The endocrine system consists of a group of organs (sometimes referred to as endocrine glands) whose main function is the production and secretion of hormones directly into the bloodstream. Hormones serve as messengers to coordinate the activities of different parts of the body.
Hormones secreted from the endocrine glands (endocrine glands) are transmitted directly through the blood or lymph to the target tissues. Once the hormone is recognized by the tissue a biological action occurs. The action of some hormones may begin immediately within a few seconds (epinephrine, glucagon), and the action of others may begin after a few hours or days (growth hormone, aldosterone).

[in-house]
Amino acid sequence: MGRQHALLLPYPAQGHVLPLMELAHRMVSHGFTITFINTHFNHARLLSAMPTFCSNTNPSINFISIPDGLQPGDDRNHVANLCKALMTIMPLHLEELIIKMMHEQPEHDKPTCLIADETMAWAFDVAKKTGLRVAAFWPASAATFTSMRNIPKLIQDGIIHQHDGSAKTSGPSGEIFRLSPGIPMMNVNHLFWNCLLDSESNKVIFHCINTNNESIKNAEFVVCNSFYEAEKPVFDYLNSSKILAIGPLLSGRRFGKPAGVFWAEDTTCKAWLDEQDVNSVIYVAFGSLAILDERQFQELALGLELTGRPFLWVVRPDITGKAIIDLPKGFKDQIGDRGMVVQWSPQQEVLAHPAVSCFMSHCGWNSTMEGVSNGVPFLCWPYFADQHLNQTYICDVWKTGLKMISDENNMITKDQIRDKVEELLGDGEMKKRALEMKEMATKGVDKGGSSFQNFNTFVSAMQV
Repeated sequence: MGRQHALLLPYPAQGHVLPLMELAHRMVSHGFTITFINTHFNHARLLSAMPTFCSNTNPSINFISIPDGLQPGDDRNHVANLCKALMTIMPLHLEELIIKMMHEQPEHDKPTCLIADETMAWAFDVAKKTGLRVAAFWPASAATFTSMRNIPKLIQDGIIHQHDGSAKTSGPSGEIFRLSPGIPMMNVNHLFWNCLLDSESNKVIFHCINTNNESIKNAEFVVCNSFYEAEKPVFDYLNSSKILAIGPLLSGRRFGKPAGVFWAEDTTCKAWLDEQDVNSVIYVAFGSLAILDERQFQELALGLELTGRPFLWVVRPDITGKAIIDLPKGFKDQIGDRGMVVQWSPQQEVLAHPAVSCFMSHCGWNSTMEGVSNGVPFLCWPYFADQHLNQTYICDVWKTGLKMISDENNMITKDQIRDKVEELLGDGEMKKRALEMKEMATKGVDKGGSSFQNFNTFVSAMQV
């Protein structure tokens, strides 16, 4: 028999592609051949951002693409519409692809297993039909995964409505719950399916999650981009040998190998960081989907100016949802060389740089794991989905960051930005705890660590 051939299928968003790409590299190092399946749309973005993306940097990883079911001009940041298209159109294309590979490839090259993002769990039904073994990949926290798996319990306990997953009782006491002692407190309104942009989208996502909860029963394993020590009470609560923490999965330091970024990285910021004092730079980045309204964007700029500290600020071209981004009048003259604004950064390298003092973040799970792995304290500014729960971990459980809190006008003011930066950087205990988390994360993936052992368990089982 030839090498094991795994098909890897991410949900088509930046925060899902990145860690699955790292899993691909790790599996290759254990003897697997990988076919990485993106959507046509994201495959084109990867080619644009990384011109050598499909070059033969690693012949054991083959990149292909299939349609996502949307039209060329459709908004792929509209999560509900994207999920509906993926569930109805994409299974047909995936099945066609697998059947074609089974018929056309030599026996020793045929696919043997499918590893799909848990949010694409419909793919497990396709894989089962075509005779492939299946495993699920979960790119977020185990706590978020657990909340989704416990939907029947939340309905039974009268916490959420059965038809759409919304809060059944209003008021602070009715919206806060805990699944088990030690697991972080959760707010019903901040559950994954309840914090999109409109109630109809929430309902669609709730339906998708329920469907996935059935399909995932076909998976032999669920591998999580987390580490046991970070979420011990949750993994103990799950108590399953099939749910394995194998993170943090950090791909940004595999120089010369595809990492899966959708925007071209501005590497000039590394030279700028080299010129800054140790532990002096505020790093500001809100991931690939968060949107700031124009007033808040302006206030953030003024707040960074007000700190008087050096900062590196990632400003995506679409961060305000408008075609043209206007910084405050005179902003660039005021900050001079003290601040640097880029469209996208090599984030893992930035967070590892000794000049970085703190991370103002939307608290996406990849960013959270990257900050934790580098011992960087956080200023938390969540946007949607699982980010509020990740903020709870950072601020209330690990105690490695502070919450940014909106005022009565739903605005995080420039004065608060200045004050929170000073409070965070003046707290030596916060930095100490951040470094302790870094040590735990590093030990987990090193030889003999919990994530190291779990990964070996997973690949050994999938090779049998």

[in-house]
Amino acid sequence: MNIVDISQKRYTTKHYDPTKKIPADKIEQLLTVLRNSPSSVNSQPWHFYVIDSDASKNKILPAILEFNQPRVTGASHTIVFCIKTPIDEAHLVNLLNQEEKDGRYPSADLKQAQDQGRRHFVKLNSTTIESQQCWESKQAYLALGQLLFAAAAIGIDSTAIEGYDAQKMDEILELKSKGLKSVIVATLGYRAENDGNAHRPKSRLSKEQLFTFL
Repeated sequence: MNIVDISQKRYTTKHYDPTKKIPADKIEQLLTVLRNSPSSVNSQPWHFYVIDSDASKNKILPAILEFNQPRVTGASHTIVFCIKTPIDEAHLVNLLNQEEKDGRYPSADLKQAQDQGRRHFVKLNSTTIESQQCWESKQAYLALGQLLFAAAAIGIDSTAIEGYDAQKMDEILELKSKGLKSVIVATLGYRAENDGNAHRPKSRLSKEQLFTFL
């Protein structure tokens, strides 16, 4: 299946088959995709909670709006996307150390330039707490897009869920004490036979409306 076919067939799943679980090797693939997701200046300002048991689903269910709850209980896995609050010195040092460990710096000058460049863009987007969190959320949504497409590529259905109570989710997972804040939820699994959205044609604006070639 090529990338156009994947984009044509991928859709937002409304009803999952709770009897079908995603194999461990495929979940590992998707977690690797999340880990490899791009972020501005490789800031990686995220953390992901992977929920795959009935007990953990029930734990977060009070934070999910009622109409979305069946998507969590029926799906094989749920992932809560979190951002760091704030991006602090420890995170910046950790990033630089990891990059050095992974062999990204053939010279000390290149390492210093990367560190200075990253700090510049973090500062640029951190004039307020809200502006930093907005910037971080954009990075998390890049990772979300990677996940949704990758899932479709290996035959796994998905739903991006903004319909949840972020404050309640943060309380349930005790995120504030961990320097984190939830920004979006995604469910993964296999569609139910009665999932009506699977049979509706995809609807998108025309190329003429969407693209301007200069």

The most important organs of the endocrine system are the hypothalamus, pituitary gland, thyroid gland, parathyroid glands, islets of the pancreas, adrenal glands, testes and ovaries (ovaries). During pregnancy as an endocrine gland, it acts in addition to its other functions and the placenta.